I Get Paid To Wear A Black Muumuu

In one The Lizzie Bennet Diaries videos, one line hit me between the eyes: “Everyone’s wearing a costume every day.”

I know I do. Wear a costume, that is. It’s expected of me.

I call it my black muumuu.

Three people in black muu muus
(none of whom are me)

The thing is, people wear other types of costumes too, the kind we can’t see on the outside, the kind people use to mask their true selves from the world. Some even think they can hide from God:

Woe to those who go to great depths to hide their plans from the Lord, who do their work in darkness and think, “Who sees us? Who will know?” (Isaiah 29:15.)

They say, “How would God know? Does the Most High know anything?” (Psalm 73:11.)

It doesn’t work:

Who can hide in secret places so that I cannot see them?” declares the Lord. “Do not I fill heaven and earth?” declares the Lord. (Jeremiah 23:24.)

Life Out In The Open

Jesus, the God who fills heaven and earth, lived his life right out in the open. His accusers, on the other hand, thought the cover of darkness would be their friend:

Every day I was with you in the temple courts, and you did not lay a hand on me. But this is your hour—when darkness reigns. (Luke 22:53.)

I try to hide sometimes. I hide from my family and friends, I hide from people at work, and I hide from folks on the street or in restaurants or at the store. I do not always show them who I really am. Frankly, I don’t know what I can do about that except pray for God to open me up more and more to reflect Jesus and who he is in my life. Because that’s what it means to be a true person: I am who God intends me to really be because I am in Christ. And when I live my life in that truth, I join in Jesus’ ways and what was written about him:

Because the Sovereign Lord helps me, I will not be disgraced. Therefore have I set my face like flint, and I know I will not be put to shame.

He who vindicates me is near. Who then will bring charges against me? Let us face each other! Who is my accuser? Let him confront me!

It is the Sovereign Lord who helps me. Who will condemn me? They will all wear out like a garment; the moths will eat them up. (Isaiah 50:7-9.)

The Sovereign Lord helps me, who will condemn? Whoever does is just going to wear out like an old moth-eaten sweater, tattered and ragged. Why should I hide myself from them?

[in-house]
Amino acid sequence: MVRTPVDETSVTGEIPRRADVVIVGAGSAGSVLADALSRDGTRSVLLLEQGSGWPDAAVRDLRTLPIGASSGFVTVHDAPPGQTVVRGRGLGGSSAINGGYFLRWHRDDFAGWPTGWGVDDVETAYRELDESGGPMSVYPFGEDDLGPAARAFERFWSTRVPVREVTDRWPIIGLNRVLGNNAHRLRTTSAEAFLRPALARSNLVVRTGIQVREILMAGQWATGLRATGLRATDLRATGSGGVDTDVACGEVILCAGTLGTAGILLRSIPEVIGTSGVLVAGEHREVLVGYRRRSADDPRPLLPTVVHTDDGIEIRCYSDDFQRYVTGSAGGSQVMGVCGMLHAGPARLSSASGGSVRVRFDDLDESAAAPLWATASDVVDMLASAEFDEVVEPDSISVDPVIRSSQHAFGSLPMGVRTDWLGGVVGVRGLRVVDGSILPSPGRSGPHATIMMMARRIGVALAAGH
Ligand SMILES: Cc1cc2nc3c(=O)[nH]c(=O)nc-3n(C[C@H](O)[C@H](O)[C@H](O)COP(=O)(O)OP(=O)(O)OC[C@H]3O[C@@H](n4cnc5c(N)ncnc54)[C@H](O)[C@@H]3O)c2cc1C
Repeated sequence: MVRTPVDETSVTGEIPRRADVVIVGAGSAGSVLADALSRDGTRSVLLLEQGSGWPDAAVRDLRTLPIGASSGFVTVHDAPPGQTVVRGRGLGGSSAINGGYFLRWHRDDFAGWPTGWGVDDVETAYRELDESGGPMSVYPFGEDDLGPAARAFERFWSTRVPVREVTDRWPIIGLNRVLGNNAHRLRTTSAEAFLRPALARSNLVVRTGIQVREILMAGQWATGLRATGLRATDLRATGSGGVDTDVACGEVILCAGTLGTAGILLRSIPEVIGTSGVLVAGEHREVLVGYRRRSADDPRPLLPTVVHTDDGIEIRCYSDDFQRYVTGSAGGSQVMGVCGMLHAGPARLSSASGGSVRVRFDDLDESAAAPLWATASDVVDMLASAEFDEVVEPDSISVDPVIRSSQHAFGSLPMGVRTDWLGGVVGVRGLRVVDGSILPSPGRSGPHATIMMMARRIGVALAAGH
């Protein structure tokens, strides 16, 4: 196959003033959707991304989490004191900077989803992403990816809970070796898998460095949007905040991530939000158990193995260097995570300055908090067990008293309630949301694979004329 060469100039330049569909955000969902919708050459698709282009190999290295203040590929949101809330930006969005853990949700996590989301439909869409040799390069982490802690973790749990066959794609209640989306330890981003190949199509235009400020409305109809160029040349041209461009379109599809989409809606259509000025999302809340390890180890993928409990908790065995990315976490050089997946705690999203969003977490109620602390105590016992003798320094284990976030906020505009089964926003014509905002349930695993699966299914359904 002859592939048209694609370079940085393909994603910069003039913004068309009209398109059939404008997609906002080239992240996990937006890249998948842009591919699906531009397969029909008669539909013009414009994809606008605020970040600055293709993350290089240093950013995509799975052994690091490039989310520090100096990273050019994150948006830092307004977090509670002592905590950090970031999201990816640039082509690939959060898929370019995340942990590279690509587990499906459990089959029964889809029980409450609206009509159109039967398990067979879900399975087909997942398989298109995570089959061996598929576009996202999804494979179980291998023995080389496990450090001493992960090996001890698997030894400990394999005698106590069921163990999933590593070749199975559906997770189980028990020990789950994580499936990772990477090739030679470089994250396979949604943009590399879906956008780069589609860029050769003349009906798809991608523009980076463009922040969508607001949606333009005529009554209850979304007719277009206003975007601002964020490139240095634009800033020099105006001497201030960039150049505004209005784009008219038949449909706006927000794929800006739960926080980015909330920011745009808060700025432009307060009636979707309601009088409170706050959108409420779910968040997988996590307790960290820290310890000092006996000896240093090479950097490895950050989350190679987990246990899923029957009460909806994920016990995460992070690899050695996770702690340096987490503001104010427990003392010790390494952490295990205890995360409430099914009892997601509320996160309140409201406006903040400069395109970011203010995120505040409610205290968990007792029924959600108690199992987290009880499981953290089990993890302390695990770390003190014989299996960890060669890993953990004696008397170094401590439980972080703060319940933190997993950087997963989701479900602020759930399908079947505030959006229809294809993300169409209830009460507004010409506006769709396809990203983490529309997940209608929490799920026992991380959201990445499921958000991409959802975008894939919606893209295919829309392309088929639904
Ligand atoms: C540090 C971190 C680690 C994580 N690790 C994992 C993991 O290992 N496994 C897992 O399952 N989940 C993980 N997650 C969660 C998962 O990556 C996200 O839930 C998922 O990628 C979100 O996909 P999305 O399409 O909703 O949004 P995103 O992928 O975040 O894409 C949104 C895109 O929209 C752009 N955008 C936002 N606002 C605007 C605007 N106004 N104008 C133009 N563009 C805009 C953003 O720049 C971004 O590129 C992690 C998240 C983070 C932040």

Jesus, on the other hand, is forever, and if I’m going to wear something I’m glad it’s Jesus:

For all of you who were baptized into Christ have clothed yourselves with Christ. (Galatians 3:27.)

Clothed in Jesus? That’s nothing to hide.

***

Questions to ponder: Do you ever hide behind a mask*? How do you handle it when you catch yourself doing this?

***

*Best mask photo I’ve seen in a long time. What a hoot!

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13 Responses to I Get Paid To Wear A Black Muumuu

  1. It must be nice to not have to worry about what to wear, Tim!

    My mask? I try to unburden through prayer and selective sharing with wise Christians with whom I can be real and do not need a mask. Then I like to put on joy as my mask because “the joy of the LORD is my strength”.

  2. Jeannie says:

    Last night I went to the first session of a Beth Moore study, “Sacred Secrets,” and I think it’s going to be a wonderful study. Your post fits in perfectly with that, Tim. And I think you’re right, that we need to pray to God to open us up to Him and to help us reflect His love in our lives.

    That’s quite the mask shot. Maybe the parents were just really wise and thought “Let’s pick our battles here — will it really matter in 20 years?” (And voila, in 20 years they’re featured in Awkward Photos! 🙂 )

  3. Hope says:

    Sometimes people mask their true selves from the world and sometimes people mask their FULL selves from the world. “No one has seen the Father . . .” (John 6:46) I see a mask (such as an alias) as something that can be useful for a season as long as I’m not using it to cover sin. “The eyes of the Lord are in every place, beholding the evil and the good.”

    I like how you wrapped this post up with thoughts about being “clothed in Jesus.” When I put on the helmet of salvation, people see Christ instead of me.

    • Tim says:

      I completely agree about aliases: there is nothing inherently wrong with using one, and they can sometimes be quite useful at moving things along. Think of how Hamilton and company used them when writing The Federalist Papers, for example.

      Besides, as you point out the Lord’s eyes are seeing everything unmasked anyway!

    • Aimee Byrd says:

      Good stuff!

  4. Adriana says:

    Love this post, Tim. Love your honesty. We all hide aspects of ourselves! Partly I think this is a survival skill; It would just be too exhausting to go deep with more than a select few. My pastor asked me once how things were going between me and “so and so.” I said, “Great! — We have a great superficial relationship!” He smiled at this and said,” Well, sometimes that’s OK.”

    Since I read your post this morning, I’ve been singing this song to myself — so I might as well share it:

    • Tim says:

      Adriana, I love that conversation you had with your pastor!

      P.S. The video link tells me to go watch it on YouTube, so I’ll try to get over there to give it a listen at some point.

  5. caramac54 says:

    Have you read the book Glittering Images by Susan Howatch? It’s one of my favorite depictions of false self and true self …which I suppose is a wee little bit of what you’re getting at here. 🙂

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